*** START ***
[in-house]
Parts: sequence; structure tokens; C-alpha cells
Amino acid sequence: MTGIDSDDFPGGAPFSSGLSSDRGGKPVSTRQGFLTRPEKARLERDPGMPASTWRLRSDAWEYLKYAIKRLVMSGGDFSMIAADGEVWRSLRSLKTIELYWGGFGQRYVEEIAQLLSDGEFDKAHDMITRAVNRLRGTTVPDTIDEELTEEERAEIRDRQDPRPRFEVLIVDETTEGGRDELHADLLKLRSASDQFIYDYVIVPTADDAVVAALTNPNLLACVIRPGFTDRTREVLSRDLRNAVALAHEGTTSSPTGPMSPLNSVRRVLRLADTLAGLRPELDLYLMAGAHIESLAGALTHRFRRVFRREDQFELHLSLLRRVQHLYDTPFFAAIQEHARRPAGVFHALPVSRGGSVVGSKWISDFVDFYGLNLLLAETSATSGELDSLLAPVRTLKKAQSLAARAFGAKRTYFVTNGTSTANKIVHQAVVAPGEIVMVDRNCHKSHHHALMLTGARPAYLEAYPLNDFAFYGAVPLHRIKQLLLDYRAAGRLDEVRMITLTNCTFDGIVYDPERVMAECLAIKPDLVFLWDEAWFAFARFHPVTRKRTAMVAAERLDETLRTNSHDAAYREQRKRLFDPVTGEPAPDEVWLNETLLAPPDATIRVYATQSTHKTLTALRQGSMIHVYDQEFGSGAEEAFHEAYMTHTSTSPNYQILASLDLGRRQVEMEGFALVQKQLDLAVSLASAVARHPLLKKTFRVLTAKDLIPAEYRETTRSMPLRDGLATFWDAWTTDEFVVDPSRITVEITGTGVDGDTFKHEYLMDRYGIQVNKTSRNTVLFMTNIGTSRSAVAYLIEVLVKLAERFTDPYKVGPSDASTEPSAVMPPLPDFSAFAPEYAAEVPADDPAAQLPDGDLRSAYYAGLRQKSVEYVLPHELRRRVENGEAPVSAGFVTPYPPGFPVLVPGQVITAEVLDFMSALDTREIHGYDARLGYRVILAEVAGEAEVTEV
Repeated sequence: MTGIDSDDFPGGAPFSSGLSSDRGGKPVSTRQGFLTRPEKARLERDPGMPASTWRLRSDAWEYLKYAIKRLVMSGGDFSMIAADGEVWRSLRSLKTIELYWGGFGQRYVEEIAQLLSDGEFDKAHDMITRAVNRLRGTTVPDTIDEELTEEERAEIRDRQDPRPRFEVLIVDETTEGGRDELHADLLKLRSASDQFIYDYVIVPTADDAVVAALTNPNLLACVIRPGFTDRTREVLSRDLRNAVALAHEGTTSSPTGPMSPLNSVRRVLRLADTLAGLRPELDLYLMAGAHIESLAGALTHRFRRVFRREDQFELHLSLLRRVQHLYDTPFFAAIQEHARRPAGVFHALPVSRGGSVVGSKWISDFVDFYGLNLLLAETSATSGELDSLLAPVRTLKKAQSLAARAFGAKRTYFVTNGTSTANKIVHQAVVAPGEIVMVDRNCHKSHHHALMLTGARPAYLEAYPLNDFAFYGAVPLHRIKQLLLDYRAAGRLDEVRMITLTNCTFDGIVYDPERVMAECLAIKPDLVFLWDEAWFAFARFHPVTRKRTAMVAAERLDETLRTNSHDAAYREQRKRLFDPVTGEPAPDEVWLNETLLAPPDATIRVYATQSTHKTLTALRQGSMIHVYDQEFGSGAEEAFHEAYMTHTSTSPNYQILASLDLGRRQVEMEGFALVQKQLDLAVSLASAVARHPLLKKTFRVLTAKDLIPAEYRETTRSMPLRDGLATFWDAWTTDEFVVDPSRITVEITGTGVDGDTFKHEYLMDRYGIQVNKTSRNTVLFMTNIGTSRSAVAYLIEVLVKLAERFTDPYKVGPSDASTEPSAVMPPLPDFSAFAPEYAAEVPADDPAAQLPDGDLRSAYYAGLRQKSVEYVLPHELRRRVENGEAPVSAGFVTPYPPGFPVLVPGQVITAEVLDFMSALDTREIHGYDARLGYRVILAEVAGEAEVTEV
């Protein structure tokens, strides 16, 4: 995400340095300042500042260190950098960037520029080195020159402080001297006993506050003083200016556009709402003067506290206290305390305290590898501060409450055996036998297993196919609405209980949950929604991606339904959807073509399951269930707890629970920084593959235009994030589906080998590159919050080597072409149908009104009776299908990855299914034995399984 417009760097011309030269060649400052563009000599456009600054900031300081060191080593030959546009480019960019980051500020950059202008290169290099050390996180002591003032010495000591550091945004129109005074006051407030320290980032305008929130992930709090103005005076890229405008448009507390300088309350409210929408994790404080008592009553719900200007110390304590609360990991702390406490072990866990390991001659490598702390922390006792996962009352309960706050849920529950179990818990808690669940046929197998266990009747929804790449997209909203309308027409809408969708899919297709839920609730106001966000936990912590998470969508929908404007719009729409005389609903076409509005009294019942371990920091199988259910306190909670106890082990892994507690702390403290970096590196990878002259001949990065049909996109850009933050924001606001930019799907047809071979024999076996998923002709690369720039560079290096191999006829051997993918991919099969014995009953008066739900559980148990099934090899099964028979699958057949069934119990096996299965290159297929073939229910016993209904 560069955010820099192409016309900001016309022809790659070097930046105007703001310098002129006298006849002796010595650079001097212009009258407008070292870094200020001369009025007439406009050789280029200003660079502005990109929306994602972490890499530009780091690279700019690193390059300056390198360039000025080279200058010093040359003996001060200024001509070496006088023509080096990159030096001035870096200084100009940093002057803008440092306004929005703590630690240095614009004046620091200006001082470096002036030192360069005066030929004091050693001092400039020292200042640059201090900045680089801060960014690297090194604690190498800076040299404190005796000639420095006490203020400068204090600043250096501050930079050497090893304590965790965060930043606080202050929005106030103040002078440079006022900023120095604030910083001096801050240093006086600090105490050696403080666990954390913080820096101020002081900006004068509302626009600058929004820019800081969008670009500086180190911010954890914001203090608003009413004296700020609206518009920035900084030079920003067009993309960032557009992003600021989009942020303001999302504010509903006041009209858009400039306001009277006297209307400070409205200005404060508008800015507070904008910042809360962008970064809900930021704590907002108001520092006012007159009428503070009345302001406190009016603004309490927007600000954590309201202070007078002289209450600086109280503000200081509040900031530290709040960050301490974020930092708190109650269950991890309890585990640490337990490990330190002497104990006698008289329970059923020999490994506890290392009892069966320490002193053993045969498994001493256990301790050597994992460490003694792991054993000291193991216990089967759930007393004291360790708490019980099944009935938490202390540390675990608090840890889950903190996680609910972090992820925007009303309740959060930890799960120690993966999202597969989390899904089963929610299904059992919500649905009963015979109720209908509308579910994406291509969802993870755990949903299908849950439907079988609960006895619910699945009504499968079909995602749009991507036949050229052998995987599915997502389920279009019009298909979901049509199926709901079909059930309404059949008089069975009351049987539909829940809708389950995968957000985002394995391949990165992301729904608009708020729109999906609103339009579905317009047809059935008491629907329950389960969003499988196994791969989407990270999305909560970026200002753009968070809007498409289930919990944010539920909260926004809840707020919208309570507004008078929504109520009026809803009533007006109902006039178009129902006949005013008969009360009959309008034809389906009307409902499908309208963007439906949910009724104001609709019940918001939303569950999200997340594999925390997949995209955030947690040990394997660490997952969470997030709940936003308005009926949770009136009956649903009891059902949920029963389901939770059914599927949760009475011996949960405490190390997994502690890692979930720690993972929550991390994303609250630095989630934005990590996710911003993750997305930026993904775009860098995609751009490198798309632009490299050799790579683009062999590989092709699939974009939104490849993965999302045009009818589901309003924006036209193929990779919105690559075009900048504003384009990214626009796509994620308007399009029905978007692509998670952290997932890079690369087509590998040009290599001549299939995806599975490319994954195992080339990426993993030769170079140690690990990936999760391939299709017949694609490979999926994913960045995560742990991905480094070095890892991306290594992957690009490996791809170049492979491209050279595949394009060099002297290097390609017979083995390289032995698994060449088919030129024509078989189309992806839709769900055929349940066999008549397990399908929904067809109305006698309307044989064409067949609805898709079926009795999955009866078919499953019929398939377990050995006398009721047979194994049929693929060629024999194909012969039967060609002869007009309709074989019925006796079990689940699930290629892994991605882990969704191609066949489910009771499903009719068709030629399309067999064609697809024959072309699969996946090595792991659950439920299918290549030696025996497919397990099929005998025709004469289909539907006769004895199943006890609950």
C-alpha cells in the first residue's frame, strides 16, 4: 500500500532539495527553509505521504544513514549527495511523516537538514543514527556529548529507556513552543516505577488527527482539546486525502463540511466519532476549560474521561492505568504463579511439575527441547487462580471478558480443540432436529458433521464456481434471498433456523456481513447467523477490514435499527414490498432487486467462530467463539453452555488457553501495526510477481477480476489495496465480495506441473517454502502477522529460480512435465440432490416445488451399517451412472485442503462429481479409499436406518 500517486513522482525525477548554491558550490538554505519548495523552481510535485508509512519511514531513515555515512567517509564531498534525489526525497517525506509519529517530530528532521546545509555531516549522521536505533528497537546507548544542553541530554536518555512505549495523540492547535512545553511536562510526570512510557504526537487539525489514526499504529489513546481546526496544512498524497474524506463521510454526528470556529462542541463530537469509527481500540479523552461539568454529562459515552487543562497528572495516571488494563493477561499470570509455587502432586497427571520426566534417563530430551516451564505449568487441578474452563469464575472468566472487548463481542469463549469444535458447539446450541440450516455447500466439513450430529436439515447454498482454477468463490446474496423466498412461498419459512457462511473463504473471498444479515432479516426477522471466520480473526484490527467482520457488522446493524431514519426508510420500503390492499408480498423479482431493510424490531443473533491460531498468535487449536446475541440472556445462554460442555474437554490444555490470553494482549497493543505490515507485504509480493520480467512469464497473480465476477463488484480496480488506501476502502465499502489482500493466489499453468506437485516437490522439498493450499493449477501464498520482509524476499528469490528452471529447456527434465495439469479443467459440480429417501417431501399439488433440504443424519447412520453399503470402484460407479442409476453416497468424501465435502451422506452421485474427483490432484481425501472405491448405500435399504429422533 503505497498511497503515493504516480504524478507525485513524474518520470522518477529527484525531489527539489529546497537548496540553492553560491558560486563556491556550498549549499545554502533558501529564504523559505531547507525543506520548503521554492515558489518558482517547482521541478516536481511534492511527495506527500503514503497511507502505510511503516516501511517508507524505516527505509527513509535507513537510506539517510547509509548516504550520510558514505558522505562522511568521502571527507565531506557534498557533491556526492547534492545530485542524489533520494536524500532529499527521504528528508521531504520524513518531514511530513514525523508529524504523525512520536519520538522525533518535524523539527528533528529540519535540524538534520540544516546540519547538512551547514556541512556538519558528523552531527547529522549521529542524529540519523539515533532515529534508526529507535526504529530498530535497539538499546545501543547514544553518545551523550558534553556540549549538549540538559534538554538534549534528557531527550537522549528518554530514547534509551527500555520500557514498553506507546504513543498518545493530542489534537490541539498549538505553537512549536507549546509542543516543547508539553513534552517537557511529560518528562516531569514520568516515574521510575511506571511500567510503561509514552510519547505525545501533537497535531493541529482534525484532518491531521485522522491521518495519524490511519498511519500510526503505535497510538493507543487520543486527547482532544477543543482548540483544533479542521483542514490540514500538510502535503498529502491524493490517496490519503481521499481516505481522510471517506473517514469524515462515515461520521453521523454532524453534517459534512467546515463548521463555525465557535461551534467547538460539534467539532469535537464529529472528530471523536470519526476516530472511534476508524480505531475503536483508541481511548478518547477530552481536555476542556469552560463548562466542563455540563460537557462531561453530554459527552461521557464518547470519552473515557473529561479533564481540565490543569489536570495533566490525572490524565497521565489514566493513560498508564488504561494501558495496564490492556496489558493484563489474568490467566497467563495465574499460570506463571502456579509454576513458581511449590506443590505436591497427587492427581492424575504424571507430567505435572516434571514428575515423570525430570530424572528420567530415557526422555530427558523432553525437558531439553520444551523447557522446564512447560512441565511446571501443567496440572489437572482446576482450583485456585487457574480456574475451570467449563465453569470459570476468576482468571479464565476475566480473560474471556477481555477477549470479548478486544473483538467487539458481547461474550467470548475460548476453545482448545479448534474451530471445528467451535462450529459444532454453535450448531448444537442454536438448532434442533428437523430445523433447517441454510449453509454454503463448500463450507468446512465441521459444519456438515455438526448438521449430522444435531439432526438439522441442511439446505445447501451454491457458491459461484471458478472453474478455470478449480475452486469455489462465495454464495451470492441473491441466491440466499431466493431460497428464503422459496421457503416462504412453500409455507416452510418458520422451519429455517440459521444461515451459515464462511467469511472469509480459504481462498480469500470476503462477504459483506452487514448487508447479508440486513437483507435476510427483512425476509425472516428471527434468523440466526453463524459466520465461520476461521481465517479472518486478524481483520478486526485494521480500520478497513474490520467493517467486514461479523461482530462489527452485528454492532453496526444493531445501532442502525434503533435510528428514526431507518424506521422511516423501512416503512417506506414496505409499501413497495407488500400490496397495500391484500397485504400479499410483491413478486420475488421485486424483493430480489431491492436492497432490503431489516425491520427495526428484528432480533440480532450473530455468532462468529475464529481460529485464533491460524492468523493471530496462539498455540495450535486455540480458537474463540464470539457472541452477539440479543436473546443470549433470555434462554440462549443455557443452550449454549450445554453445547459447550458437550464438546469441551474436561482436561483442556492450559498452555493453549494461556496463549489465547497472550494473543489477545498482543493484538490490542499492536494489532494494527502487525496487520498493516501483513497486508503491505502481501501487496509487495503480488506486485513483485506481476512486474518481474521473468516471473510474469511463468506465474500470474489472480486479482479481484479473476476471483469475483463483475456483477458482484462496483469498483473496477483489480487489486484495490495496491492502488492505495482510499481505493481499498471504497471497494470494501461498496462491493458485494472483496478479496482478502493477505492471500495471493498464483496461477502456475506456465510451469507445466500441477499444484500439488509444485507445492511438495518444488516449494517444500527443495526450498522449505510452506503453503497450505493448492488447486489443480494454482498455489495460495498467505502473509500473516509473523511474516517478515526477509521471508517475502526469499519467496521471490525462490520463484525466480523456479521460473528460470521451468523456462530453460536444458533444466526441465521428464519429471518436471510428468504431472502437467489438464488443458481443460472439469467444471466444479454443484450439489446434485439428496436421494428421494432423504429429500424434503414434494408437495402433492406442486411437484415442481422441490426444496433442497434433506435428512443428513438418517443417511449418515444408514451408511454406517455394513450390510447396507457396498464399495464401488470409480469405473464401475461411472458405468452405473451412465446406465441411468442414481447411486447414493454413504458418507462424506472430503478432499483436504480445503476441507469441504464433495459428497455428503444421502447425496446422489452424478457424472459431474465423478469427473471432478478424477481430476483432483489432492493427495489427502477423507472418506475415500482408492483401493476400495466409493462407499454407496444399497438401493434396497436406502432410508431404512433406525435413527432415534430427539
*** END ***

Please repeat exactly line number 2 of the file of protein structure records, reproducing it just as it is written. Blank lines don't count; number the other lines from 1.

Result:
Parts: sequence; structure tokens; C-alpha cells